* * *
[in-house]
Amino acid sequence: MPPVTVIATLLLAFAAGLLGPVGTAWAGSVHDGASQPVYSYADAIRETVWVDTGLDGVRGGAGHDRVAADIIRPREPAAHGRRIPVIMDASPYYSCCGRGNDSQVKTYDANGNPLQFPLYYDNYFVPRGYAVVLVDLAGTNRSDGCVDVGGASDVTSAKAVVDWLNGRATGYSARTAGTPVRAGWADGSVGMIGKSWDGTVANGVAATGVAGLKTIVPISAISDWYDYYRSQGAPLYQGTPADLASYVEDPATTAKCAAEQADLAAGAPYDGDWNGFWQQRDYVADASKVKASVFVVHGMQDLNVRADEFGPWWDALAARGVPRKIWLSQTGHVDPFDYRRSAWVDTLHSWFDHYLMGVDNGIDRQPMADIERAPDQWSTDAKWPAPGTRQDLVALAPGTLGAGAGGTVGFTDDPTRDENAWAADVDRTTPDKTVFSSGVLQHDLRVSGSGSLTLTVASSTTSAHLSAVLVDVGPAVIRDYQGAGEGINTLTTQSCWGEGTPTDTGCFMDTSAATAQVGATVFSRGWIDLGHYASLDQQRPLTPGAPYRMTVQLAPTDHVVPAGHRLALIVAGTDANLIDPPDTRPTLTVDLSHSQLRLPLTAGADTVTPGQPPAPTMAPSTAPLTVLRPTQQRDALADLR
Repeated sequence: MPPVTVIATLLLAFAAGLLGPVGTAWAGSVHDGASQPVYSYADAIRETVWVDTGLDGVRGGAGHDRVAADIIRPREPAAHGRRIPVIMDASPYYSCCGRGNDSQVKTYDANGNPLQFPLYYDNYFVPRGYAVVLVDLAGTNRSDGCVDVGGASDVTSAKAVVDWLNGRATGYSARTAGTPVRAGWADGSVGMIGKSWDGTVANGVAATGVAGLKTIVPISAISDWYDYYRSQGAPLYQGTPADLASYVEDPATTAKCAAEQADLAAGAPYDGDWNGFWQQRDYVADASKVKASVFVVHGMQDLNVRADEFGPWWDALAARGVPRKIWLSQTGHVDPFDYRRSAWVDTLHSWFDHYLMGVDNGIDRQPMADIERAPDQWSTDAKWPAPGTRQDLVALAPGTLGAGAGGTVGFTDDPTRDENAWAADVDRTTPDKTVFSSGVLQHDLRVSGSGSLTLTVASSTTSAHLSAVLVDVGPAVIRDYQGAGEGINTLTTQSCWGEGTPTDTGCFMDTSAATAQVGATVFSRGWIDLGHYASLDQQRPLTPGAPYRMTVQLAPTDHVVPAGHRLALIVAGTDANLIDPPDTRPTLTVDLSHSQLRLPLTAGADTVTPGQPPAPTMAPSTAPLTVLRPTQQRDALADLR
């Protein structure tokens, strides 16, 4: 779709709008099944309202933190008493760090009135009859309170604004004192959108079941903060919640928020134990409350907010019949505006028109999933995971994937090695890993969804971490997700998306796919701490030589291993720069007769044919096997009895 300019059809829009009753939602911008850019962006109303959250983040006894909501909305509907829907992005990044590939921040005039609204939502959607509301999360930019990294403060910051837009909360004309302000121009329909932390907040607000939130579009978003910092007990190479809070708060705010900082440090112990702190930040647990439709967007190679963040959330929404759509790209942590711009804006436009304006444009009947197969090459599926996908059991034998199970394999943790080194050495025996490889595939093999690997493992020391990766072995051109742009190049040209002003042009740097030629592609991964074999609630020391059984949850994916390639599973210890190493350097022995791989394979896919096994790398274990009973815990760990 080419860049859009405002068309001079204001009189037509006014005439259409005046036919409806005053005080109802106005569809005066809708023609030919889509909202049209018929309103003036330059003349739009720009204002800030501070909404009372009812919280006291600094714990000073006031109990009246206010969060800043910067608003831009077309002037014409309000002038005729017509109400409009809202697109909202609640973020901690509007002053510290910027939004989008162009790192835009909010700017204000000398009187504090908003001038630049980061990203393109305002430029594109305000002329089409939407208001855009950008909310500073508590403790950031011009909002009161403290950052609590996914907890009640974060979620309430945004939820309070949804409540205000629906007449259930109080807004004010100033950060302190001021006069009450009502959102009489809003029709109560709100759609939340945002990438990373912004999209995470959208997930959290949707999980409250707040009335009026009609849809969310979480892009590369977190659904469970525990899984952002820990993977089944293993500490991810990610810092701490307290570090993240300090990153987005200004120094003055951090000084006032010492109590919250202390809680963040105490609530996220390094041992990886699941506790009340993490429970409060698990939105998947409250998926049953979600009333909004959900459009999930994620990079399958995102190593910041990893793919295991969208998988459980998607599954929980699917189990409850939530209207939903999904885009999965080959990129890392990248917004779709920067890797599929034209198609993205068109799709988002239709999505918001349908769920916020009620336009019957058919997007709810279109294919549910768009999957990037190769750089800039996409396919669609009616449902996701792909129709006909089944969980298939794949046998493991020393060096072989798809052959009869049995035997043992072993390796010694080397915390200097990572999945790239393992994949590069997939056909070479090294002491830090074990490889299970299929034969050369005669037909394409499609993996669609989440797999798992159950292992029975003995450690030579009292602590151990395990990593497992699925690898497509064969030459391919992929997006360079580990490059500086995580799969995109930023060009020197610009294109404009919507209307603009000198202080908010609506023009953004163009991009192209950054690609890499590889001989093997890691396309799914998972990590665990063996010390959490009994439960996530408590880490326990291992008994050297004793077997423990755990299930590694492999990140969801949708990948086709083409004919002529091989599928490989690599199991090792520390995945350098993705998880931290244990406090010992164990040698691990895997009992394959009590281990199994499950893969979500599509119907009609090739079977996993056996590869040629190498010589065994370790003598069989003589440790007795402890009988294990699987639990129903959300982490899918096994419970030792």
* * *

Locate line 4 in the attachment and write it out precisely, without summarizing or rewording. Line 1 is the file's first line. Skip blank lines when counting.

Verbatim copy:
């Protein structure tokens, strides 16, 4: 779709709008099944309202933190008493760090009135009859309170604004004192959108079941903060919640928020134990409350907010019949505006028109999933995971994937090695890993969804971490997700998306796919701490030589291993720069007769044919096997009895 300019059809829009009753939602911008850019962006109303959250983040006894909501909305509907829907992005990044590939921040005039609204939502959607509301999360930019990294403060910051837009909360004309302000121009329909932390907040607000939130579009978003910092007990190479809070708060705010900082440090112990702190930040647990439709967007190679963040959330929404759509790209942590711009804006436009304006444009009947197969090459599926996908059991034998199970394999943790080194050495025996490889595939093999690997493992020391990766072995051109742009190049040209002003042009740097030629592609991964074999609630020391059984949850994916390639599973210890190493350097022995791989394979896919096994790398274990009973815990760990 080419860049859009405002068309001079204001009189037509006014005439259409005046036919409806005053005080109802106005569809005066809708023609030919889509909202049209018929309103003036330059003349739009720009204002800030501070909404009372009812919280006291600094714990000073006031109990009246206010969060800043910067608003831009077309002037014409309000002038005729017509109400409009809202697109909202609640973020901690509007002053510290910027939004989008162009790192835009909010700017204000000398009187504090908003001038630049980061990203393109305002430029594109305000002329089409939407208001855009950008909310500073508590403790950031011009909002009161403290950052609590996914907890009640974060979620309430945004939820309070949804409540205000629906007449259930109080807004004010100033950060302190001021006069009450009502959102009489809003029709109560709100759609939340945002990438990373912004999209995470959208997930959290949707999980409250707040009335009026009609849809969310979480892009590369977190659904469970525990899984952002820990993977089944293993500490991810990610810092701490307290570090993240300090990153987005200004120094003055951090000084006032010492109590919250202390809680963040105490609530996220390094041992990886699941506790009340993490429970409060698990939105998947409250998926049953979600009333909004959900459009999930994620990079399958995102190593910041990893793919295991969208998988459980998607599954929980699917189990409850939530209207939903999904885009999965080959990129890392990248917004779709920067890797599929034209198609993205068109799709988002239709999505918001349908769920916020009620336009019957058919997007709810279109294919549910768009999957990037190769750089800039996409396919669609009616449902996701792909129709006909089944969980298939794949046998493991020393060096072989798809052959009869049995035997043992072993390796010694080397915390200097990572999945790239393992994949590069997939056909070479090294002491830090074990490889299970299929034969050369005669037909394409499609993996669609989440797999798992159950292992029975003995450690030579009292602590151990395990990593497992699925690898497509064969030459391919992929997006360079580990490059500086995580799969995109930023060009020197610009294109404009919507209307603009000198202080908010609506023009953004163009991009192209950054690609890499590889001989093997890691396309799914998972990590665990063996010390959490009994439960996530408590880490326990291992008994050297004793077997423990755990299930590694492999990140969801949708990948086709083409004919002529091989599928490989690599199991090792520390995945350098993705998880931290244990406090010992164990040698691990895997009992394959009590281990199994499950893969979500599509119907009609090739079977996993056996590869040629190498010589065994370790003598069989003589440790007795402890009988294990699987639990129903959300982490899918096994419970030792």